Corkey wrote:"The map is not the territory." - Alfred Korzybski It's a gateway if you choose to use it.

A printed map of the Earth manifests in the arrangement of multicolored inks on a piece of paper, but the map is not ink and paper. A digital map manifests in the arrangements of contrasting pixels on a computer screen, but the map is not the pixels or the screen. "The map is not the territory," it's not a metaphor. Simply put, the software is not the hardware.


I don't think I agree with this, and I'm fairly sure it's not what the quote means.

A map being distinct from the territory does not mean that a map is not ink and paper (or patterns of pixels depending on the specific map).


A map printed on a piece of paper manifests in the arrangements of the inks. The map is not matter, paper, ink, and computer hardware are.


This seems intractable. My whole point was that I don't accept your leap there. There's no connection between the premise that there's a need for arranging the paper and inks correctly to create the map and the conclusion that the map is not the paper and ink (when so arranged).

You haven't eliminated, or even considered the possibility, you've assumed it away and I don't think I agree with that.


Software is not hardware, words are not thoughts. The message is not the medium, only carried by it.

You guys do know that each and every word spoken and written was invented by Mankind don't you? If I wrote to you in a language you don't understand, you wouldn't receive the message. You could see the territory, ink and paper (matter), but the message is not ink and paper, its our intangible thoughts that we convey through language. Intangible because they require a medium to manifest. We don't normally think about our body as being the medium, but it is. We project our thoughts with our hands, a look, a shrug, when we write or when we speak, all the time.
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Re: Map and Territory, what's the difference?

#26  Postby Thommo » Apr 09, 2017 4:21 pm

Corkey wrote:
Thommo wrote:
Corkey wrote:
Thommo wrote:

I don't think I agree with this, and I'm fairly sure it's not what the quote means.

A map being distinct from the territory does not mean that a map is not ink and paper (or patterns of pixels depending on the specific map).


A map printed on a piece of paper manifests in the arrangements of the inks. The map is not matter, paper, ink, and computer hardware are.


This seems intractable. My whole point was that I don't accept your leap there. There's no connection between the premise that there's a need for arranging the paper and inks correctly to create the map and the conclusion that the map is not the paper and ink (when so arranged).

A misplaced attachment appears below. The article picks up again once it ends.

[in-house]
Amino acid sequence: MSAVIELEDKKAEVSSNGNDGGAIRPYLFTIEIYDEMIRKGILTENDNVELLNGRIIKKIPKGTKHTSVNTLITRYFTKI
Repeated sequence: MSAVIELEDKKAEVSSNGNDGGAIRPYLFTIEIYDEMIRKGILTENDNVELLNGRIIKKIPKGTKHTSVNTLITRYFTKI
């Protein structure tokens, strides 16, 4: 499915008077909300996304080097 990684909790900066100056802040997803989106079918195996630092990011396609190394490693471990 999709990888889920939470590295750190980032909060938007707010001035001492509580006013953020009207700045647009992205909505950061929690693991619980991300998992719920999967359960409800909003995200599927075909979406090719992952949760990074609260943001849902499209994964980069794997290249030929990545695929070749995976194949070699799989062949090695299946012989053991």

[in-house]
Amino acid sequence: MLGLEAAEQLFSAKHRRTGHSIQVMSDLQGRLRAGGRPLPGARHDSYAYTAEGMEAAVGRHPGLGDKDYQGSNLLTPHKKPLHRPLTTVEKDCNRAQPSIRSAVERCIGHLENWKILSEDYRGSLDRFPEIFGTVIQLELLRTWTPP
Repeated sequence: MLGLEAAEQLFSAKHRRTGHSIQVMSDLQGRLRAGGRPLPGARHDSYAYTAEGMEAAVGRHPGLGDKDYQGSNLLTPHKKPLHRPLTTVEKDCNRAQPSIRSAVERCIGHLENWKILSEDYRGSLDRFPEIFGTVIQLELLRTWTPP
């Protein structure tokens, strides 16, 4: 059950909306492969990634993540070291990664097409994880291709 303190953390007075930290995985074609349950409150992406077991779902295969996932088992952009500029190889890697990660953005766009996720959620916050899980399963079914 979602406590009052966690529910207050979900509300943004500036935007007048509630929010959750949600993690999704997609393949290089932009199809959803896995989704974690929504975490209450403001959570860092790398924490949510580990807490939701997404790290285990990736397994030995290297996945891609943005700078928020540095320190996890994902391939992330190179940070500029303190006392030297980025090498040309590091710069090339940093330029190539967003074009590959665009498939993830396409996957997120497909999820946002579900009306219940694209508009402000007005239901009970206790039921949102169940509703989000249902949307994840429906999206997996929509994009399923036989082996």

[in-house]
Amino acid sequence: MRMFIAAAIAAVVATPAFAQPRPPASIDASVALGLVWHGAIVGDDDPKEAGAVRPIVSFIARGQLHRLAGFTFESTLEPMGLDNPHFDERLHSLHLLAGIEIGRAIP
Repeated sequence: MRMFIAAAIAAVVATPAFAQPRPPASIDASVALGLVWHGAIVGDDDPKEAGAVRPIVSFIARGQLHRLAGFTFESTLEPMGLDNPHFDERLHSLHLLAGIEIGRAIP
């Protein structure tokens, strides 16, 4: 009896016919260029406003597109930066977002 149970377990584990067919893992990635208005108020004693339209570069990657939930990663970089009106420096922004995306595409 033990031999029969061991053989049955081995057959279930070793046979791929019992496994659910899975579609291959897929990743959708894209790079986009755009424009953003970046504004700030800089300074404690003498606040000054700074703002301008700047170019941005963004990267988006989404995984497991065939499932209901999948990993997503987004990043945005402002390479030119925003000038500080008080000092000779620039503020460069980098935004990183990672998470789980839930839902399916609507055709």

You haven't eliminated, or even considered the possibility, you've assumed it away and I don't think I agree with that.


Software is not hardware, words are not thoughts. The message is not the medium, only carried by it.


Yes indeed. But would you like to reply to what was written?
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Re: Map and Territory, what's the difference?

#27  Postby SafeAsMilk » Apr 09, 2017 4:24 pm

Ok, great, so what? What is the point of this word game? Because that's really all you're doing here. What is the point of defining something that arises from physical processes as non-physical? Why is running transcendent? After all, my body is not the running, the running is something that manifests from a time-based formation of my body :tinfoil:
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Re: Map and Territory, what's the difference?

#28  Postby Corkey » Apr 10, 2017 4:54 pm

Cito di Pense wrote:
Corkey wrote:One hand can't clap.


Perhaps, but clapping isn't particularly material on your model either, so who's going to give a fuck? One arm can wave, though, and that's called 'arm waving'.

Two hands can't even clap until one of them begins to move. One hand can move all it wants, but it can't clap.

[mechanics, n. pl. [construed as sing.] The branch of Physics that deals with motion and the phenomena of the action of forces on bodies]
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Re: Map and Territory, what's the difference?

#29  Postby Corkey » Apr 10, 2017 5:00 pm

SafeAsMilk wrote:Ok, great, so what? What is the point of this word game? Because that's really all you're doing here. What is the point of defining something that arises from physical processes as non-physical? Why is running transcendent? After all, my body is not the running, the running is something that manifests from a time-based formation of my body :tinfoil: